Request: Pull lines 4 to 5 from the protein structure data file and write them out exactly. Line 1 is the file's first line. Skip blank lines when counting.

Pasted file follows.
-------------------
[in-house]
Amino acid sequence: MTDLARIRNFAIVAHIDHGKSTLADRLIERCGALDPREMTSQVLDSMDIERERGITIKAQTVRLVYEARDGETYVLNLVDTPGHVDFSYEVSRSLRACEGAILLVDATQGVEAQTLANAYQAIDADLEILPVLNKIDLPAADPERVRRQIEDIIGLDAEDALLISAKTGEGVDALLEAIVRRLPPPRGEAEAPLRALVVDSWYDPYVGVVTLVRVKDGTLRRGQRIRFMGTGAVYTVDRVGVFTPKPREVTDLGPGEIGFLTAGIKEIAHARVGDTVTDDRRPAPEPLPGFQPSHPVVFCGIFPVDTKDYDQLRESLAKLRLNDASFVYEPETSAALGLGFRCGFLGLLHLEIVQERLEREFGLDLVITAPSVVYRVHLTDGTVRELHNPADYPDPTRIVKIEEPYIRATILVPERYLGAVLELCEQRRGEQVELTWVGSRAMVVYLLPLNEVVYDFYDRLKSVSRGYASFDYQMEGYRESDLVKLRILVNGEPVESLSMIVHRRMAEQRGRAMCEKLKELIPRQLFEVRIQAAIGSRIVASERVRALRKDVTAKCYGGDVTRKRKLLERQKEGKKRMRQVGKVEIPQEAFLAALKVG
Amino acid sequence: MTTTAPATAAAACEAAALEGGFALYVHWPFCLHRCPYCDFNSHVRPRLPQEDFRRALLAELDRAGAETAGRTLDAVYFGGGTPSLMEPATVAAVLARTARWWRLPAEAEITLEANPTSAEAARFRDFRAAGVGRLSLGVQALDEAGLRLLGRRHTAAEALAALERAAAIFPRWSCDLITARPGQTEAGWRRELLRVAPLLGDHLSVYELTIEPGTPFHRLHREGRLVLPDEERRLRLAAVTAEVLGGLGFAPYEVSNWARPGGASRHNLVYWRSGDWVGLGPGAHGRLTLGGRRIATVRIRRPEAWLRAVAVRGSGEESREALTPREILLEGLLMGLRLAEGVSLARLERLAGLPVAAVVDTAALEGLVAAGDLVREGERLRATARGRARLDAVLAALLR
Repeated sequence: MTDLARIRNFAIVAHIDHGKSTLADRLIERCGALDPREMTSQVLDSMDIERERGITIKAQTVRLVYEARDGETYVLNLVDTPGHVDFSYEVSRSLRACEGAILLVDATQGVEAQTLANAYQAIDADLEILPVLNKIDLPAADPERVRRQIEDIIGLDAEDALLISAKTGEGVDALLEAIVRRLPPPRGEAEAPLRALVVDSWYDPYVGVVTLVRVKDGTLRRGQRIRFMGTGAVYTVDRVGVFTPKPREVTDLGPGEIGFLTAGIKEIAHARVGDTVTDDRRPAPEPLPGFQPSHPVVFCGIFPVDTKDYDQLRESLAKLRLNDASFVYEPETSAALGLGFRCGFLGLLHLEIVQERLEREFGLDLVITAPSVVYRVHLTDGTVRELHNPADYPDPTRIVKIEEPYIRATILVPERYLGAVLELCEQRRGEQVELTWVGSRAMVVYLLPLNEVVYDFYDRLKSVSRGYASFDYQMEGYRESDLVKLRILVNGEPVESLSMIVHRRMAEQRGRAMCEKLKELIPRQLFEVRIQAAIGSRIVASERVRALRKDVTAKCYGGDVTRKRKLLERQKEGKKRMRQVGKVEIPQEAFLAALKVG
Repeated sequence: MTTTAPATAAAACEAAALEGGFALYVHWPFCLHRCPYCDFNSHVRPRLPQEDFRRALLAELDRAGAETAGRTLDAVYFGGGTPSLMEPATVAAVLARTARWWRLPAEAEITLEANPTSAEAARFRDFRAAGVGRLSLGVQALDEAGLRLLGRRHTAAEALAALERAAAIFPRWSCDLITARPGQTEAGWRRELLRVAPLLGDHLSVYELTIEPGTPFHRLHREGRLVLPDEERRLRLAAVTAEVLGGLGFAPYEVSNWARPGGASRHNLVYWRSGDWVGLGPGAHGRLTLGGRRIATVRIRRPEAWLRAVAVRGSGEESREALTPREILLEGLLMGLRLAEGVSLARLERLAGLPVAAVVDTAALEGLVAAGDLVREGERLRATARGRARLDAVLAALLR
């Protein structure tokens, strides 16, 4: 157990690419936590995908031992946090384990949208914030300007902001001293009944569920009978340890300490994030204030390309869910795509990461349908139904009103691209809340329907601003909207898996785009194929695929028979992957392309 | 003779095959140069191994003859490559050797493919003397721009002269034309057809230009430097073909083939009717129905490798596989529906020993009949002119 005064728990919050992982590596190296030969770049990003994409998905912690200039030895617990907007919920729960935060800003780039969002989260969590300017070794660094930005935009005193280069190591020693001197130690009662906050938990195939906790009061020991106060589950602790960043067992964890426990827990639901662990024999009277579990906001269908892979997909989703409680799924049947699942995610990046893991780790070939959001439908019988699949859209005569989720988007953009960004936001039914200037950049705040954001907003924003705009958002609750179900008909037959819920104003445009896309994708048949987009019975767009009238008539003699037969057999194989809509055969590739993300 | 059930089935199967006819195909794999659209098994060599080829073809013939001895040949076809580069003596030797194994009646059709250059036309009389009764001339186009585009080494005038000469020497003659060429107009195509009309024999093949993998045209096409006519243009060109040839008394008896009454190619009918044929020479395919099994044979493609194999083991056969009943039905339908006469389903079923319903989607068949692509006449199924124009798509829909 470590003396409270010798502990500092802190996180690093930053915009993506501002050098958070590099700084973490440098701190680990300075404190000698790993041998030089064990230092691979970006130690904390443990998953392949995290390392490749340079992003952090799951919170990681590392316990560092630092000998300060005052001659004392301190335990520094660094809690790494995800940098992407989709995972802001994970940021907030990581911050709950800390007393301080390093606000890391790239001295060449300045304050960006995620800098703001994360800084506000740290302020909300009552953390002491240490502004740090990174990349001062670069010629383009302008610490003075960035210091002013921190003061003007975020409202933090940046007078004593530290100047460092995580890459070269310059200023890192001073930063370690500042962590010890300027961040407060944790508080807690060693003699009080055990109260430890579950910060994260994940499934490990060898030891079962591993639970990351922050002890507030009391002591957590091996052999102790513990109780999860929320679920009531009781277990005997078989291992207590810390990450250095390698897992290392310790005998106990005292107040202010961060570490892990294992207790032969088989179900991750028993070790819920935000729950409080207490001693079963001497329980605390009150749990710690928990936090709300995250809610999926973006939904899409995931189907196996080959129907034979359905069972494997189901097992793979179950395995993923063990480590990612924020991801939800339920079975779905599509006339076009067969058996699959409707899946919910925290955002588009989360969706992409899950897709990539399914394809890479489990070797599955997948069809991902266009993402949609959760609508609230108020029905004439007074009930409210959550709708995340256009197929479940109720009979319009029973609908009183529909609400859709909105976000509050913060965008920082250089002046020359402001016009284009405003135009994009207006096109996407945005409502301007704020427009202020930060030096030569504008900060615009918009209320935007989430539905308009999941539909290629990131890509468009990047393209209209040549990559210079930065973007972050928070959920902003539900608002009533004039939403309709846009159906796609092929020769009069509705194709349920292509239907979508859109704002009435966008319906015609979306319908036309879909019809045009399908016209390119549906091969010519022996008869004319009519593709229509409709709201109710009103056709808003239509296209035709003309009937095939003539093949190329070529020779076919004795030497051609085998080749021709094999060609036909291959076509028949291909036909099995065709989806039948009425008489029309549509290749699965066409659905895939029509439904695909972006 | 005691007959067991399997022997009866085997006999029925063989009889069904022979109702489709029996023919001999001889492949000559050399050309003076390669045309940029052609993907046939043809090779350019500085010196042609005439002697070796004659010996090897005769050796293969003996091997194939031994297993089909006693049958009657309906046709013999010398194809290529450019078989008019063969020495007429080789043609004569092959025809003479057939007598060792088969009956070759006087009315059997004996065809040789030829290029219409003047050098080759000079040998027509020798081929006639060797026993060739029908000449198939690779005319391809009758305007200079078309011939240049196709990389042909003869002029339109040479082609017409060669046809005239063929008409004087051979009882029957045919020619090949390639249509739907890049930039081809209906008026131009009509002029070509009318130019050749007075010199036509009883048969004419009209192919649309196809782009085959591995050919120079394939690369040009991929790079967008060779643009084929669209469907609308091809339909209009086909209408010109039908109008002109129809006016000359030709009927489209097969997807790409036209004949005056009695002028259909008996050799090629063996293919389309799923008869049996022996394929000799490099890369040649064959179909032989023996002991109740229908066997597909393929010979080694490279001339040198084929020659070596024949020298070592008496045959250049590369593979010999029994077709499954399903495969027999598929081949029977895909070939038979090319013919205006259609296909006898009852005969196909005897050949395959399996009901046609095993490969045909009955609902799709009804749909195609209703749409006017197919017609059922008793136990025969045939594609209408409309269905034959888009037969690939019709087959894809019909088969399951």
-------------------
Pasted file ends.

Repeated sequence: MTDLARIRNFAIVAHIDHGKSTLADRLIERCGALDPREMTSQVLDSMDIERERGITIKAQTVRLVYEARDGETYVLNLVDTPGHVDFSYEVSRSLRACEGAILLVDATQGVEAQTLANAYQAIDADLEILPVLNKIDLPAADPERVRRQIEDIIGLDAEDALLISAKTGEGVDALLEAIVRRLPPPRGEAEAPLRALVVDSWYDPYVGVVTLVRVKDGTLRRGQRIRFMGTGAVYTVDRVGVFTPKPREVTDLGPGEIGFLTAGIKEIAHARVGDTVTDDRRPAPEPLPGFQPSHPVVFCGIFPVDTKDYDQLRESLAKLRLNDASFVYEPETSAALGLGFRCGFLGLLHLEIVQERLEREFGLDLVITAPSVVYRVHLTDGTVRELHNPADYPDPTRIVKIEEPYIRATILVPERYLGAVLELCEQRRGEQVELTWVGSRAMVVYLLPLNEVVYDFYDRLKSVSRGYASFDYQMEGYRESDLVKLRILVNGEPVESLSMIVHRRMAEQRGRAMCEKLKELIPRQLFEVRIQAAIGSRIVASERVRALRKDVTAKCYGGDVTRKRKLLERQKEGKKRMRQVGKVEIPQEAFLAALKVG
Repeated sequence: MTTTAPATAAAACEAAALEGGFALYVHWPFCLHRCPYCDFNSHVRPRLPQEDFRRALLAELDRAGAETAGRTLDAVYFGGGTPSLMEPATVAAVLARTARWWRLPAEAEITLEANPTSAEAARFRDFRAAGVGRLSLGVQALDEAGLRLLGRRHTAAEALAALERAAAIFPRWSCDLITARPGQTEAGWRRELLRVAPLLGDHLSVYELTIEPGTPFHRLHREGRLVLPDEERRLRLAAVTAEVLGGLGFAPYEVSNWARPGGASRHNLVYWRSGDWVGLGPGAHGRLTLGGRRIATVRIRRPEAWLRAVAVRGSGEESREALTPREILLEGLLMGLRLAEGVSLARLERLAGLPVAAVVDTAALEGLVAAGDLVREGERLRATARGRARLDAVLAALLR